This is amongst the reasons that we’ve chosen to make the bulk of our dog food, processing it every six weeks or so. We augment this with commercial kibble, but choose the best brand we can afford – after a rigorous check of the ingredients list. Why? Because my dogs are effectively our kid-replacements and this matters to us. I don’t want to feed them anything I consider distasteful or wouldn’t, at a push, be prepared to eat myself.
Training treats are my current bugbear. Most dog schools advocate soft treats, preferably meat-based. So many people use generic dog sausage (TM) for this. However, I find that even the products that claim to be ‘leading health food for pets’ are a little dodgy. The ingredients may well include 70% fresh meats… vegetables and grains, but it’s a bit like generic polony (luncheon meat): it can be keep in the fridge for weeks, just getting a bit dried out and shrivelled after a while. It also smells a bit odd and the dogs get mild diarrhoea the day after their training session. Given all of this, surely it’s not something I should feed to them?
So now that we’ll have two dogs at school every week, we’re going back to making our own training treats. This is a recipe for Sunshine Liver Brownies, given to us by a trainer at the dog club a number of years ago. It’s easy enough to make, keeps well, smells okay and I know exactly what’s in it. Oh – and the dogs love it and has no negative side-effects 🙂
- 450g chicken or beef liver (I’ve used both; beef is often cheaper and easier to get hold of; 1kg of beef liver cost me $1.50 at the meat markets last weekend)
- 2 eggs
- 1 cup corn meal (aka polenta)
- 1 cup plain flour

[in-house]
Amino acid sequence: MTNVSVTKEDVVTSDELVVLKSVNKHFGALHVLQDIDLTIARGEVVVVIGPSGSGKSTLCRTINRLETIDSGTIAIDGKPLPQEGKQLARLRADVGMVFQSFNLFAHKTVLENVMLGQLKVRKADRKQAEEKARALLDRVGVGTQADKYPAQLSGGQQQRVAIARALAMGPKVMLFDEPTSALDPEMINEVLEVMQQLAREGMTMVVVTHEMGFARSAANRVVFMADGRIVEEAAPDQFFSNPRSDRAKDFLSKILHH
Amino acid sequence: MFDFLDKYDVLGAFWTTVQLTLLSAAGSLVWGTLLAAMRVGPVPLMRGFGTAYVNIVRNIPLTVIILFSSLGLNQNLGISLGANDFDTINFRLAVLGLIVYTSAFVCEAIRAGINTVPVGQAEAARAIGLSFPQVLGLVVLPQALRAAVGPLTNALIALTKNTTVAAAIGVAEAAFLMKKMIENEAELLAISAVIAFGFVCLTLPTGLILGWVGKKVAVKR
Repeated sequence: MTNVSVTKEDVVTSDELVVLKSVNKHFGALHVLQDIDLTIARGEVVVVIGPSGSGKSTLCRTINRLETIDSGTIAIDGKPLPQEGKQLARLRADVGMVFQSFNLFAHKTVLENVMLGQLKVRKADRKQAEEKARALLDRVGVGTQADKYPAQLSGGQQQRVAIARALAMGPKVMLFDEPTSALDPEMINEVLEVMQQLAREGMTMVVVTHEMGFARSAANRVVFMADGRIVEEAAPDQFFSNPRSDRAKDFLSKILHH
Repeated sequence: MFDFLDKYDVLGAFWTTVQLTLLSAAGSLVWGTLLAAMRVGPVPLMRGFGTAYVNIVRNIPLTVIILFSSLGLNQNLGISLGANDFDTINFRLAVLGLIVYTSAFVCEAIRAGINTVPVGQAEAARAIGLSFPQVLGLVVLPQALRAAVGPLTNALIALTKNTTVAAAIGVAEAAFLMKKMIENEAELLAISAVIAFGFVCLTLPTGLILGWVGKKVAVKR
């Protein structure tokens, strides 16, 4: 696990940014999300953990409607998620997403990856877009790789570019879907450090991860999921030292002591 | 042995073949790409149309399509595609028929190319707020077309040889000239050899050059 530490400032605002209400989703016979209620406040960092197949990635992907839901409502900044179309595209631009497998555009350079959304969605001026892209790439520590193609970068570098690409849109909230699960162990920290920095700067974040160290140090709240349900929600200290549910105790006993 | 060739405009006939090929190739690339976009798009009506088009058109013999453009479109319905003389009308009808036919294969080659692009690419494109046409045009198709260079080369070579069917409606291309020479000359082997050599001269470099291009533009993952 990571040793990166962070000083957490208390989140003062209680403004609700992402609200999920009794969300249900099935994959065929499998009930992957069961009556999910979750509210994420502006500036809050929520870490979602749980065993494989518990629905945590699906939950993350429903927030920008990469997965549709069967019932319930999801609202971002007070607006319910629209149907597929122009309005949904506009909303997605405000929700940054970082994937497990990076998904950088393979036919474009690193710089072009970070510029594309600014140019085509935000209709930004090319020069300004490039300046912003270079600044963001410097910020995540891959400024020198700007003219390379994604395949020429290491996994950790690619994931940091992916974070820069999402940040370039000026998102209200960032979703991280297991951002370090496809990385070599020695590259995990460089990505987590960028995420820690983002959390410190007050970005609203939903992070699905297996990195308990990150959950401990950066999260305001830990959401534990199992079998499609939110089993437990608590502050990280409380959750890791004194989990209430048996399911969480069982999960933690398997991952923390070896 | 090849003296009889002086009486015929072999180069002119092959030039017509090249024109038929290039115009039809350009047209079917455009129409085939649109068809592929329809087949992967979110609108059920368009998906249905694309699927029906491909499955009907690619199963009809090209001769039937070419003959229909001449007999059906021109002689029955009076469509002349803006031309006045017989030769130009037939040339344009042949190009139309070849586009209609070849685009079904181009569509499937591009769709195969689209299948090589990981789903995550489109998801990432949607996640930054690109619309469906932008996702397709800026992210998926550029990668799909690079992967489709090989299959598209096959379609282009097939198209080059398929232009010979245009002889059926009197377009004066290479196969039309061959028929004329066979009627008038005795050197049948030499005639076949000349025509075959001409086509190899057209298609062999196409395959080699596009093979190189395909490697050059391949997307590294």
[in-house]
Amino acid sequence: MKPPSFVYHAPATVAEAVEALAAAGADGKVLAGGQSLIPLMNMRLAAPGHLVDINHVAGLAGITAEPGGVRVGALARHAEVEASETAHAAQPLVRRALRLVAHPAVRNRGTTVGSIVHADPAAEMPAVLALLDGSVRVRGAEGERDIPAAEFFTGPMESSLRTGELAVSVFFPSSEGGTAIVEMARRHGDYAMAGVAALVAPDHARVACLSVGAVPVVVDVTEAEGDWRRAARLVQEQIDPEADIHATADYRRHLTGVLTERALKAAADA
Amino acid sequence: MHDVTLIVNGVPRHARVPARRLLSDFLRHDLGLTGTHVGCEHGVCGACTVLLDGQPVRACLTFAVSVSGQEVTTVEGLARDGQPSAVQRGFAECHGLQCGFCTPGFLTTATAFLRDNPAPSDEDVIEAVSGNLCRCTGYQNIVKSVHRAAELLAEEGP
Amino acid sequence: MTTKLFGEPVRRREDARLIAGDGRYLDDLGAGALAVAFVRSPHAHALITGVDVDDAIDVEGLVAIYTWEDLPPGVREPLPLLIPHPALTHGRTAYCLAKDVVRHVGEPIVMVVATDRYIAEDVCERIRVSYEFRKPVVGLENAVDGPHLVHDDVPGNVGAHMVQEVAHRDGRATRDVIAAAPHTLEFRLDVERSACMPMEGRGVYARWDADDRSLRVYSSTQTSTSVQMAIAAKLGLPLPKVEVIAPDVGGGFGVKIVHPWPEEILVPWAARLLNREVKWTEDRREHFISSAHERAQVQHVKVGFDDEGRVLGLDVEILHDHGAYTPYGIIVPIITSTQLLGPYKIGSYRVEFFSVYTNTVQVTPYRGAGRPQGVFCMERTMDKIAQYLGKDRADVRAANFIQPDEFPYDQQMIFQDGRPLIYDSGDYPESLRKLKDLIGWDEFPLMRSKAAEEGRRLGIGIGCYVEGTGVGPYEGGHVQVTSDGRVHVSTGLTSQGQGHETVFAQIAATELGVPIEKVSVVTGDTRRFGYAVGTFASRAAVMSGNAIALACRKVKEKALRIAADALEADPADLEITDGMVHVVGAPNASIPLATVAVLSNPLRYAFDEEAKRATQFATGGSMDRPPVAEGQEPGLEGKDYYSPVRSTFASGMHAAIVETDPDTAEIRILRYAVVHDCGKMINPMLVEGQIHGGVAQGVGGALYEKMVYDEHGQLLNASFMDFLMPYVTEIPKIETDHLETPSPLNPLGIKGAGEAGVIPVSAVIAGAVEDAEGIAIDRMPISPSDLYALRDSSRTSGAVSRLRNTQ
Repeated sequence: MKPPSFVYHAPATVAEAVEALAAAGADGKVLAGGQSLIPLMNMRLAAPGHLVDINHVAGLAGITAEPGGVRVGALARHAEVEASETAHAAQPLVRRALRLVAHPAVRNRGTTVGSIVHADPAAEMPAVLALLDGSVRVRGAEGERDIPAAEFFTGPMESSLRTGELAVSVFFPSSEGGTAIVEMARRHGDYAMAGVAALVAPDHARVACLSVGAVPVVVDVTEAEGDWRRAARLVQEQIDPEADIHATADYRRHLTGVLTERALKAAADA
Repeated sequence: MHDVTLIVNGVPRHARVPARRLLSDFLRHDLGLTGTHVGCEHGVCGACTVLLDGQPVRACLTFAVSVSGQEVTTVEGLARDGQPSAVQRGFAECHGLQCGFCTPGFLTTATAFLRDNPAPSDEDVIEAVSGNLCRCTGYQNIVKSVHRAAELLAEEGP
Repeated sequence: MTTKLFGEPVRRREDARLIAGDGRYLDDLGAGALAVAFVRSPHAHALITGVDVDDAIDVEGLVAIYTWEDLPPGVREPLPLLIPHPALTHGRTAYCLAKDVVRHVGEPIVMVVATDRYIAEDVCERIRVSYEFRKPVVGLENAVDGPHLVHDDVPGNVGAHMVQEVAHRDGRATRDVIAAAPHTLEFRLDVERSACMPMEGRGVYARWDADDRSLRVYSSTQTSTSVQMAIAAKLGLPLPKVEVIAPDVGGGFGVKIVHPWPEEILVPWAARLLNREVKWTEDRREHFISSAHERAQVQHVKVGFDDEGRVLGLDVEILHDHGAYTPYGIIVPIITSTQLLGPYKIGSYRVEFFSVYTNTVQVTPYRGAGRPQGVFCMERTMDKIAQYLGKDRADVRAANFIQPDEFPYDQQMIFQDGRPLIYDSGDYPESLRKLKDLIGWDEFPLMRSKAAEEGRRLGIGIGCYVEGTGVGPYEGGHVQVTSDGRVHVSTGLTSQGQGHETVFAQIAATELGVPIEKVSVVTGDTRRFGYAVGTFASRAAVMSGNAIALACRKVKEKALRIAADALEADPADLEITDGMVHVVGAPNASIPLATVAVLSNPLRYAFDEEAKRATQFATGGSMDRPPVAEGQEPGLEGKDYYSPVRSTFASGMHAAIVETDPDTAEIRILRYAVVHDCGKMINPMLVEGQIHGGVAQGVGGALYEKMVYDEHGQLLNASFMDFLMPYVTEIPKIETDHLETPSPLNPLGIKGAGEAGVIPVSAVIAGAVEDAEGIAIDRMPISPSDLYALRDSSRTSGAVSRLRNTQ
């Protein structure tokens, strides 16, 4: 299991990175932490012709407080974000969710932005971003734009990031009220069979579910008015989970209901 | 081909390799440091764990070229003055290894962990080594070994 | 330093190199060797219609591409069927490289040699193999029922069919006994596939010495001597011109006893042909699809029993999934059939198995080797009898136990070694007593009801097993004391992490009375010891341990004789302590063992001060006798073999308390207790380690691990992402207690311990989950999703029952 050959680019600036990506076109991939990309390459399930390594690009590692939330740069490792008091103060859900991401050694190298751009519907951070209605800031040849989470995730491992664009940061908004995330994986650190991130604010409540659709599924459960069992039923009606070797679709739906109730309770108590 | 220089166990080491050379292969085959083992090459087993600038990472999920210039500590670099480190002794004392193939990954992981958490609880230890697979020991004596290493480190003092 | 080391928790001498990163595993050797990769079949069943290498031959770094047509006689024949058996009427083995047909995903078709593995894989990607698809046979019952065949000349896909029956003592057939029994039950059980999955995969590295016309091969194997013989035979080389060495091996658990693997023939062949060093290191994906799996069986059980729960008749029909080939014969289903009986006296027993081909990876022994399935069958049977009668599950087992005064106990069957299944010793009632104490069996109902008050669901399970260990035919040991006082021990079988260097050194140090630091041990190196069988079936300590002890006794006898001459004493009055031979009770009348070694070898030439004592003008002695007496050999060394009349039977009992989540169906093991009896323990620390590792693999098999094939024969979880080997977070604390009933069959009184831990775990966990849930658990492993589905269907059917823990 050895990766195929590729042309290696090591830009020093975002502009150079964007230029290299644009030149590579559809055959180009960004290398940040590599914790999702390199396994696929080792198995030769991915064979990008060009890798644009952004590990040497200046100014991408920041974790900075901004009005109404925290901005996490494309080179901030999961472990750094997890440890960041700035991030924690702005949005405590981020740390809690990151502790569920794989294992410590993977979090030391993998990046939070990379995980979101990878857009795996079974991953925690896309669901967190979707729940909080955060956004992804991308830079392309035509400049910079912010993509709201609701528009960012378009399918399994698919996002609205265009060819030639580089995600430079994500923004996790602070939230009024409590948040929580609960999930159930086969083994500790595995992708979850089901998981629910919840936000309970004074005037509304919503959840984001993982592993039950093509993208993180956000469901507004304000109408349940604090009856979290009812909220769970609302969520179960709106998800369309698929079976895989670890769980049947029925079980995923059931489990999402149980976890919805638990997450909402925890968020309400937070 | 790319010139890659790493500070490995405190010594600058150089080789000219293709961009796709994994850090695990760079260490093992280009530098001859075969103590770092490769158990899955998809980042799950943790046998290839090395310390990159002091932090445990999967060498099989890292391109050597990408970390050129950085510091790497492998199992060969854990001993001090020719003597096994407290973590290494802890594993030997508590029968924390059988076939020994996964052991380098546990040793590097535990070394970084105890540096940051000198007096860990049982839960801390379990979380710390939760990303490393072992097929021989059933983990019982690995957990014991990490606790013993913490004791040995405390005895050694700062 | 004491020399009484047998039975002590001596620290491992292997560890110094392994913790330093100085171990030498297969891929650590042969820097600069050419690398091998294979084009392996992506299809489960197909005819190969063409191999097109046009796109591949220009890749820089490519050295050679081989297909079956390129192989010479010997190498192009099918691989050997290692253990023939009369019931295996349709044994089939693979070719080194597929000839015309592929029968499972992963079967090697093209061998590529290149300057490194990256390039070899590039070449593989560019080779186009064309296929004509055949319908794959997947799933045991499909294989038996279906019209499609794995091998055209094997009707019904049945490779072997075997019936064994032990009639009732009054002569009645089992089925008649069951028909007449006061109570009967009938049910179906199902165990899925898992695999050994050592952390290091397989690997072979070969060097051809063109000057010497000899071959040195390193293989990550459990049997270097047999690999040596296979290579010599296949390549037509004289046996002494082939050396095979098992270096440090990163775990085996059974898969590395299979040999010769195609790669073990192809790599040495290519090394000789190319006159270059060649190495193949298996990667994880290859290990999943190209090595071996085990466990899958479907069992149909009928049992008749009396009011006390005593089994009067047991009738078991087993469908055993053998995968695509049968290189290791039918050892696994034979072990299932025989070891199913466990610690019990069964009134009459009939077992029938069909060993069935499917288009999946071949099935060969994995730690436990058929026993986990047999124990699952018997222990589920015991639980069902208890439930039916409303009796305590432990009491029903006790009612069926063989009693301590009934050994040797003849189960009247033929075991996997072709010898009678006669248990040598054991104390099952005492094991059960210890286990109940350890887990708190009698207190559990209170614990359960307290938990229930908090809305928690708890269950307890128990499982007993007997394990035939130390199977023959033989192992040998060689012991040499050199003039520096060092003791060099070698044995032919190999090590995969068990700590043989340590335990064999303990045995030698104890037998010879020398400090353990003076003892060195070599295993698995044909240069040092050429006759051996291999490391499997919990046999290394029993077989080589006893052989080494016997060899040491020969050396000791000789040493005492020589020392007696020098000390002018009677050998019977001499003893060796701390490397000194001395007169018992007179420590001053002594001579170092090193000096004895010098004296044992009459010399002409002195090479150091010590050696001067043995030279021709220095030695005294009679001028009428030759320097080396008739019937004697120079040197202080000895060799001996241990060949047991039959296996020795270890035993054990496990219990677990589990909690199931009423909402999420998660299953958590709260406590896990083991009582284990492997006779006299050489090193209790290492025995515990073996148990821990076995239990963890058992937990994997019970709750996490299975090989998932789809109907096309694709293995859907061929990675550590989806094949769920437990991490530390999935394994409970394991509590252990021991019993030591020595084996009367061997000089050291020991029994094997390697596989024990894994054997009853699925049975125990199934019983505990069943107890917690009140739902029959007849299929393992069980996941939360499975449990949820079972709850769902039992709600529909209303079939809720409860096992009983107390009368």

- 1 tsp garlic (I use bottled garlic, but no doubt fresh is better)
- Parsley – fresh or dried (this is optional; I think it’s just decorative & tend to leave it out)
Puree all of the above in food processor if you have one OR just mince the liver and then add it to the other ingredients and mix well. Note: the mixture will be quite thick. Line a baking tray with foil – and oil it lightly. Pour the mix onto the foil and press out as evenly as possible so that it’s about 1cm thick all over. Bake at 180C for 15-20 minutes (Check at 15 – it’s usually enough). Brownies are done when the pink (liver colour) has gone. Don’t over bake or the brownies’ll crumble. Once it’s cool, slice the bake into pieces small enough to use as training treats (about 1cm cubes). They keep in the fridge for about a week – but you can freeze the rest and take some out each week for training. Can be frozen for up to 6 months. I’m pretty sure your dogs will love you for this.
As for the dogs’ daily (wet) food intake, we combine 2 – 3 ox hearts (minced), 1 liver (ditto), 8 – 10kg mince (depending on the number of hearts used), 1.5kg sardines in oil. That gets frozen in 500g lots and taken out as required. Our 2-year old gets 300g of this mix each day, the puppy gets 200g. They also both get an appropriate ration of (soaked) kibble with each meal, along with whatever appropriate veggies/fruit I have to hand. Now that is gourmet doggy-fare – and yes, I would eat it if I had to!